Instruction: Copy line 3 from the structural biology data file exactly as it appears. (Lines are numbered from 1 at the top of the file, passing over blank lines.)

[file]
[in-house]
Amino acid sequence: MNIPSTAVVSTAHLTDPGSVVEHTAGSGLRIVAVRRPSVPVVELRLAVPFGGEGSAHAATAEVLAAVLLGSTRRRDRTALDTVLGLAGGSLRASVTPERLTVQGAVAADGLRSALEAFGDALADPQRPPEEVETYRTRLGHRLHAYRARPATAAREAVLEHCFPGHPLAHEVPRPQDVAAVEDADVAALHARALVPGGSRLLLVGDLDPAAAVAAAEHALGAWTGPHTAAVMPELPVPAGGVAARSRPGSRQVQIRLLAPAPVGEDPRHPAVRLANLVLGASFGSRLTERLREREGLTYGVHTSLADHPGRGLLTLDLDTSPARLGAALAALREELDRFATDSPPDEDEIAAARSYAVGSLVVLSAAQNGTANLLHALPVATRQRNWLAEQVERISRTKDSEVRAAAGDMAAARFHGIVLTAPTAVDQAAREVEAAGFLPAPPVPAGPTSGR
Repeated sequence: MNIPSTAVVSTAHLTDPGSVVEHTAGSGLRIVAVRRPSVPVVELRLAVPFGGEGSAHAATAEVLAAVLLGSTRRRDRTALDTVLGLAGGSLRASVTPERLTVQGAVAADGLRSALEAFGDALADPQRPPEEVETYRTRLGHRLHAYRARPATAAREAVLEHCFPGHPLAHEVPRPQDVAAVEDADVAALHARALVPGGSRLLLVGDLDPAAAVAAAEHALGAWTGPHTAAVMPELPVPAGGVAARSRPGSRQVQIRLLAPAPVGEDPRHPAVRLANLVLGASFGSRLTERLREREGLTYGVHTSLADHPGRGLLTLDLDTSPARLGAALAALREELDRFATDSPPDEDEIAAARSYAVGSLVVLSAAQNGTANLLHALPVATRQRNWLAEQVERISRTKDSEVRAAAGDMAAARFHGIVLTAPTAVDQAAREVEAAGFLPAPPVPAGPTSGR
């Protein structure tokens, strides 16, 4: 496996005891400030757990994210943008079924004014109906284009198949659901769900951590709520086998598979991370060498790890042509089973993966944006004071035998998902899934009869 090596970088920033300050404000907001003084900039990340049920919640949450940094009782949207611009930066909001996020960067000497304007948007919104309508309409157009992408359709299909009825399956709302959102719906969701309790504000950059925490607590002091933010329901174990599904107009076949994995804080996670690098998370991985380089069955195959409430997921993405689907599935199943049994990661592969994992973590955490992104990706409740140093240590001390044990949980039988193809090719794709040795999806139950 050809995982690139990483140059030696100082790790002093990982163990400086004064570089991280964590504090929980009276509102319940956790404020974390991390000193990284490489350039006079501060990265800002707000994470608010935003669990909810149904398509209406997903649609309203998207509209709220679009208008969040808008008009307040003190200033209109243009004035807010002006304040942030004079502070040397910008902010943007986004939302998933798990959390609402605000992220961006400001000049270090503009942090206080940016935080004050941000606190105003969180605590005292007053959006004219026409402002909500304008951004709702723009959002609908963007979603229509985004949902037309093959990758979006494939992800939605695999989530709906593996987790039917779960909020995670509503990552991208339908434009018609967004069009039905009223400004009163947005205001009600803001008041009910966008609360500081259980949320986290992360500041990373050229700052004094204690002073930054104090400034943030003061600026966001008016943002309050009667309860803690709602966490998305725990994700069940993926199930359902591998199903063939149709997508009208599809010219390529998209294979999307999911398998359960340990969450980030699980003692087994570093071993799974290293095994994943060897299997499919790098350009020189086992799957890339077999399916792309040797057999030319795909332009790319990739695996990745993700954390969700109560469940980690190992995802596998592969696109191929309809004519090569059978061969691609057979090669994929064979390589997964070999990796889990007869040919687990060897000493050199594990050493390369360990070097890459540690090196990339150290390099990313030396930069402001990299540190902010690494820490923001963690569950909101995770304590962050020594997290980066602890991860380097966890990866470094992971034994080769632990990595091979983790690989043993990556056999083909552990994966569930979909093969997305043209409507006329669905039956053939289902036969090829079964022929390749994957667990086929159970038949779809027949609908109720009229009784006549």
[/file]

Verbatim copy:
Repeated sequence: MNIPSTAVVSTAHLTDPGSVVEHTAGSGLRIVAVRRPSVPVVELRLAVPFGGEGSAHAATAEVLAAVLLGSTRRRDRTALDTVLGLAGGSLRASVTPERLTVQGAVAADGLRSALEAFGDALADPQRPPEEVETYRTRLGHRLHAYRARPATAAREAVLEHCFPGHPLAHEVPRPQDVAAVEDADVAALHARALVPGGSRLLLVGDLDPAAAVAAAEHALGAWTGPHTAAVMPELPVPAGGVAARSRPGSRQVQIRLLAPAPVGEDPRHPAVRLANLVLGASFGSRLTERLREREGLTYGVHTSLADHPGRGLLTLDLDTSPARLGAALAALREELDRFATDSPPDEDEIAAARSYAVGSLVVLSAAQNGTANLLHALPVATRQRNWLAEQVERISRTKDSEVRAAAGDMAAARFHGIVLTAPTAVDQAAREVEAAGFLPAPPVPAGPTSGR